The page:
Kitchen renovation reveals 400-year-old friezes in York flat | York

Kitchen renovation reveals 400-year-old friezes in York flat | York

A man renovating his kitchen has found a 400-year-old wall painting of “national significance” in his York flat.

Parts of the friezes, dating back to about 1660, were found by kitchen fitters in Luke Budworth’s flat on Micklegate in York city centre last year and have since been fully uncovered.

The paintings are thought to be older than the buildings at either side of the wall and are based on scenes from the 1635 book Emblems written by the poet Francis Quarles.

Budworth, a medical researcher at the University of Leeds, said it was “bonkers” to think the painting was there before historical events such as the Great Fire of London [in 1666].

He told the SWNS news agency: “The first people to originally find it were the kitchen fitters who saw it under my kitchen cupboard.

“When they found it, I knew there was a parallel piece of wood on the other side of the chimney that could have the same thing. I never thought anything of it before, I thought they were pipes behind it.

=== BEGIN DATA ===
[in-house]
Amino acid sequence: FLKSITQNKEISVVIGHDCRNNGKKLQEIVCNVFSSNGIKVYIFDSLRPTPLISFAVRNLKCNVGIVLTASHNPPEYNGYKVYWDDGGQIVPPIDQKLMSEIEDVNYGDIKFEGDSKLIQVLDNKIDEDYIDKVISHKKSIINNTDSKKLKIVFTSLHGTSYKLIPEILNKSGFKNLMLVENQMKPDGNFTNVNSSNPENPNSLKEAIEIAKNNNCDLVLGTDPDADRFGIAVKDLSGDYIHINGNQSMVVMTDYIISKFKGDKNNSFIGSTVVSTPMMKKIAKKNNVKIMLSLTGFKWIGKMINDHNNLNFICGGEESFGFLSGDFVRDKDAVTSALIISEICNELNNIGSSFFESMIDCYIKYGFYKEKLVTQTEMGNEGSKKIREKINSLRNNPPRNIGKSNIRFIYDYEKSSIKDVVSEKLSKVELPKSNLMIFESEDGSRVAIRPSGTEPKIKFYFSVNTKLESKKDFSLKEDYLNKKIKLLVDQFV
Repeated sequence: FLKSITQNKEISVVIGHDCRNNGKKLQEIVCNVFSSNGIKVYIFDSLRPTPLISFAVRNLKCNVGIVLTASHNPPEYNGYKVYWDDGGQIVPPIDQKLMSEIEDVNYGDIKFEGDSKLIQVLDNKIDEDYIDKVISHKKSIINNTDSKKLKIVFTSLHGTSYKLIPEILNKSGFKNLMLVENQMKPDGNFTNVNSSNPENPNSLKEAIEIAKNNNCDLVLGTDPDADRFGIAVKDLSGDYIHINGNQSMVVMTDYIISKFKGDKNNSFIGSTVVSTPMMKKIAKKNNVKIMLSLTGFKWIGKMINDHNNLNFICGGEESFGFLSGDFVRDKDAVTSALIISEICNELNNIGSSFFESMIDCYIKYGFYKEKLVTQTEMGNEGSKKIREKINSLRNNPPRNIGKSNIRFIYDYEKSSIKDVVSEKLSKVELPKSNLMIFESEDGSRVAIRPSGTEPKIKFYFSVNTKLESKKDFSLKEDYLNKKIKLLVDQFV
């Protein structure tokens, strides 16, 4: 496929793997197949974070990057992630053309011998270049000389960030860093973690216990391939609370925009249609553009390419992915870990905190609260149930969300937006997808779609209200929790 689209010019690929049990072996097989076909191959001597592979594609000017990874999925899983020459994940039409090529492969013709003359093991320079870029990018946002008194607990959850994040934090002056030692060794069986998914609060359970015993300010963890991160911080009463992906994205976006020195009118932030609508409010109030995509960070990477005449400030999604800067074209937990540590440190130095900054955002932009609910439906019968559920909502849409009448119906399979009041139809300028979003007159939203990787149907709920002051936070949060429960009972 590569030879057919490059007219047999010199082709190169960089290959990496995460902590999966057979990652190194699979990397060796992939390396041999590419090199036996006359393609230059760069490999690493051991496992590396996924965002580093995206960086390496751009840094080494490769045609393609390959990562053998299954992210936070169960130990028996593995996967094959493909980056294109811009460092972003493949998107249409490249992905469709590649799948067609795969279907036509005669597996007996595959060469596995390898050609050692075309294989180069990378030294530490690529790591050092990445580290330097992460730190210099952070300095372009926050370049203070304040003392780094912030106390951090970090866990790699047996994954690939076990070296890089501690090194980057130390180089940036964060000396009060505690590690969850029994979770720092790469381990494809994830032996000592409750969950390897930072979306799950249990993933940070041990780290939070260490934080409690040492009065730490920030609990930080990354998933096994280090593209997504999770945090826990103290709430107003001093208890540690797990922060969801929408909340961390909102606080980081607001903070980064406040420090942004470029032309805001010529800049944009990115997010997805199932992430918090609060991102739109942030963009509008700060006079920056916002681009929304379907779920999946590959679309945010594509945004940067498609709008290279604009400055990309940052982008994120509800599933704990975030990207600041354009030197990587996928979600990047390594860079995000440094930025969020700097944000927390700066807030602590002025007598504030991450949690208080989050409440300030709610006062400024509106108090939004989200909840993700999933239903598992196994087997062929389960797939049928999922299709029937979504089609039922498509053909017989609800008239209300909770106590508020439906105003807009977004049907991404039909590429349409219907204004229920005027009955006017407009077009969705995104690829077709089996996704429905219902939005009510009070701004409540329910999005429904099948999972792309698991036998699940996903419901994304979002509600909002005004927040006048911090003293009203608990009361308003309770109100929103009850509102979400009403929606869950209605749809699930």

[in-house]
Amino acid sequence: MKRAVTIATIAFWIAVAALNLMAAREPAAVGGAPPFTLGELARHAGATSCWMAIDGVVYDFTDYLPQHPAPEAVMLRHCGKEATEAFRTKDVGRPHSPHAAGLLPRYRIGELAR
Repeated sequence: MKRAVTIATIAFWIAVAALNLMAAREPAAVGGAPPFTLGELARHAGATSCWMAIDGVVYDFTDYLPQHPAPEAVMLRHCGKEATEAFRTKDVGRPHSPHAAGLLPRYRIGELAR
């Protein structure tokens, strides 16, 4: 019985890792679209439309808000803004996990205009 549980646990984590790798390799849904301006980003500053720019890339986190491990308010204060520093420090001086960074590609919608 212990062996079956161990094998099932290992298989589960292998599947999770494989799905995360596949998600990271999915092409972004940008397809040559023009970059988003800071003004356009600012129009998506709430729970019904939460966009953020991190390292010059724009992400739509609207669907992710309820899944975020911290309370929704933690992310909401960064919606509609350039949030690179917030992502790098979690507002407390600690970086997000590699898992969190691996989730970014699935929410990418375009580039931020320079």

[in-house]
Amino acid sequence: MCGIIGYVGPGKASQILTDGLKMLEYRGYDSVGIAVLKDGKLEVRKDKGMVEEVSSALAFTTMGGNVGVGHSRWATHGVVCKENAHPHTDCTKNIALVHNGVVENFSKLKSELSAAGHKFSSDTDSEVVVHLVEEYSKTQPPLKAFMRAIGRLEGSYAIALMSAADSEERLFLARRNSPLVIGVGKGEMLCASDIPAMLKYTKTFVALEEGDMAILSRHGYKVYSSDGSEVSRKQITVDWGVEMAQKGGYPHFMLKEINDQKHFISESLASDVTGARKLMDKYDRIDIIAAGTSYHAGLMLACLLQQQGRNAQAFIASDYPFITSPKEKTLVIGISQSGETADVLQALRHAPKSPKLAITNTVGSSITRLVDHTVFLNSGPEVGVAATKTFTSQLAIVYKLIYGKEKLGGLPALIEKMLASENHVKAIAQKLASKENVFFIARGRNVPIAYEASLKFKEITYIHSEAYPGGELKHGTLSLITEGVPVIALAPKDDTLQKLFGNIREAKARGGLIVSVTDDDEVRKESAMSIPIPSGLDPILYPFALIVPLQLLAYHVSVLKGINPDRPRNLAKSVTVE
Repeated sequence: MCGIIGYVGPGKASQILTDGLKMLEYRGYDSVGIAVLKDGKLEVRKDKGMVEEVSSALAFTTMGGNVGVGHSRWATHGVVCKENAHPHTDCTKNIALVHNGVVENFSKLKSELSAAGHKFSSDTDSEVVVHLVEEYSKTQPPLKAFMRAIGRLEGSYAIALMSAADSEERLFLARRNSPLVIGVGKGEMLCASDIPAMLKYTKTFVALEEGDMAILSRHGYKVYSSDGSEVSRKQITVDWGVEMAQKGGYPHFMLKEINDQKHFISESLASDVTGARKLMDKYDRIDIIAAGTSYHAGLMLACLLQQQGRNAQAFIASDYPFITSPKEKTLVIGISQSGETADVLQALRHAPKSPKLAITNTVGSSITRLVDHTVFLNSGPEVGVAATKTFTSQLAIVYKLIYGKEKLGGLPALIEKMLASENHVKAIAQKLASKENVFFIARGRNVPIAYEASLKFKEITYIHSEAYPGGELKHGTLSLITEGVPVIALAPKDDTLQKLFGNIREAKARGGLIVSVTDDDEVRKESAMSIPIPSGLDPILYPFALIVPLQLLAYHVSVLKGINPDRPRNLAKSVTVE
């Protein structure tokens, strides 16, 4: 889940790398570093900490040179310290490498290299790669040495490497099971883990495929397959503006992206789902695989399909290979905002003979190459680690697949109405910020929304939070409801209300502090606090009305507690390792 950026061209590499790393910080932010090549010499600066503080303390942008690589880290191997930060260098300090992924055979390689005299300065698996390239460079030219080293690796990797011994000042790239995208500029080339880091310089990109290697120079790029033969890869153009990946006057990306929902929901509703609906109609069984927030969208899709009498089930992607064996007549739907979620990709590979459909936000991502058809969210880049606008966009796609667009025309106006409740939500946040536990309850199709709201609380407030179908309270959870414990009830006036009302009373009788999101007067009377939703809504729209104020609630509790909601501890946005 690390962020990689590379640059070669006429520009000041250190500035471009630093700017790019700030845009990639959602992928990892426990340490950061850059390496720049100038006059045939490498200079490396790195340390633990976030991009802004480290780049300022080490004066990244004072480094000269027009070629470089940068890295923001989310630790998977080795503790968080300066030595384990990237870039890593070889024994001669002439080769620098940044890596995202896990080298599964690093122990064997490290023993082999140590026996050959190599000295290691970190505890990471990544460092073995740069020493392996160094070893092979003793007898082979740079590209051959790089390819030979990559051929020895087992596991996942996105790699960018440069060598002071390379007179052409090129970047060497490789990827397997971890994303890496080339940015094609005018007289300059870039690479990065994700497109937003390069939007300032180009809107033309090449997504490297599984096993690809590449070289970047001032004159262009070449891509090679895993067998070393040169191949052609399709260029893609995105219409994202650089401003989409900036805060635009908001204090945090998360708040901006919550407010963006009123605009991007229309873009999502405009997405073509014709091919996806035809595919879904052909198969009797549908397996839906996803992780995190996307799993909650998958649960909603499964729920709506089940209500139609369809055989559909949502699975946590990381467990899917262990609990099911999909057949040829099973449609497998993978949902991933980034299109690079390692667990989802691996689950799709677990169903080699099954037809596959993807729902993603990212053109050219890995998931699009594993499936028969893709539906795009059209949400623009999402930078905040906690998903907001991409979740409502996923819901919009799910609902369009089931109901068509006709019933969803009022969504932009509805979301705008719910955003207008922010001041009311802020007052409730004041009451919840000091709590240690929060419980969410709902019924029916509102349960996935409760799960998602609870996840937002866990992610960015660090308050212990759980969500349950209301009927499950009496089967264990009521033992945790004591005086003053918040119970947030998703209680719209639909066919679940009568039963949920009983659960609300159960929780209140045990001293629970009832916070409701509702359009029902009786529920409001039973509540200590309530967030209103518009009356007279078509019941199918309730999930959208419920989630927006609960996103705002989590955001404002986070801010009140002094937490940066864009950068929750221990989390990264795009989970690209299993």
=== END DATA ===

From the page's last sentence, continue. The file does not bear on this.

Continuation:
Luke Budworth flat in Micklegate, York.
The artwork in Luke Budworth’s flat dates back to about 1660. Photograph: Luke Budworth/SWNS

‘‘We always knew there was an odd piece of the wall but just thought the flat was really wonky as it’s been a million different things over the years. I got really excited, grabbed my tools and started ripping it off.

“At first I thought it was old Victorian wallpaper, but soon I could see it was actually drawn on to the wall of the building next door – so it’s older than this building itself.

He added: “It’s bonkers to think that it was here before things like the Great Fire of London and things like that.”

Budworth moved to York from Warrington, partly because of the city’s history, he said. However, while he said it was “amazing” to have the paintings in his home, he also described them as a burden because there is no funding available to preserve them.

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He has received help from Historic England to cover them up again to help prevent damage.

He added: “We’ve printed off a high-res version of them and put the replica on top to cover them up.

“Hopefully we can get the word out and see if any societies or PhD students want to do some experimental conservation projects. I also hope that this inspires other people on Micklegate to start looking at their own walls suspiciously.”